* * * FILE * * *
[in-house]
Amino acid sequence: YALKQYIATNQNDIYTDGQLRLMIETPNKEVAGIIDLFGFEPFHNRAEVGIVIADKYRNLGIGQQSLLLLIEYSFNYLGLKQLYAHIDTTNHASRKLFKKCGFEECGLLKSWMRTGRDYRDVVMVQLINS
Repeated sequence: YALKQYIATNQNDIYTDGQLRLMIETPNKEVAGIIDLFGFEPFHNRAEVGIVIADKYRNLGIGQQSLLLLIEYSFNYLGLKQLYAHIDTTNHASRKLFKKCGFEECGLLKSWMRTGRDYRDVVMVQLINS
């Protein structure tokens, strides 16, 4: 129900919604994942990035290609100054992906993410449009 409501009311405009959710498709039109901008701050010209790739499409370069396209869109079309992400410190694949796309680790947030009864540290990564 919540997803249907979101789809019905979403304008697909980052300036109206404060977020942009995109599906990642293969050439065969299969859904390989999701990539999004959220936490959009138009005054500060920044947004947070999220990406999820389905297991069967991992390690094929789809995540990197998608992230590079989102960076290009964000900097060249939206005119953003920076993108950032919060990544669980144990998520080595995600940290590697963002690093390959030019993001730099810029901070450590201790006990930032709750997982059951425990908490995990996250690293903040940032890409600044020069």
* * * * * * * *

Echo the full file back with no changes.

[in-house]
Amino acid sequence: YALKQYIATNQNDIYTDGQLRLMIETPNKEVAGIIDLFGFEPFHNRAEVGIVIADKYRNLGIGQQSLLLLIEYSFNYLGLKQLYAHIDTTNHASRKLFKKCGFEECGLLKSWMRTGRDYRDVVMVQLINS
Repeated sequence: YALKQYIATNQNDIYTDGQLRLMIETPNKEVAGIIDLFGFEPFHNRAEVGIVIADKYRNLGIGQQSLLLLIEYSFNYLGLKQLYAHIDTTNHASRKLFKKCGFEECGLLKSWMRTGRDYRDVVMVQLINS
């Protein structure tokens, strides 16, 4: 129900919604994942990035290609100054992906993410449009 409501009311405009959710498709039109901008701050010209790739499409370069396209869109079309992400410190694949796309680790947030009864540290990564 919540997803249907979101789809019905979403304008697909980052300036109206404060977020942009995109599906990642293969050439065969299969859904390989999701990539999004959220936490959009138009005054500060920044947004947070999220990406999820389905297991069967991992390690094929789809995540990197998608992230590079989102960076290009964000900097060249939206005119953003920076993108950032919060990544669980144990998520080595995600940290590697963002690093390959030019993001730099810029901070450590201790006990930032709750997982059951425990908490995990996250690293903040940032890409600044020069």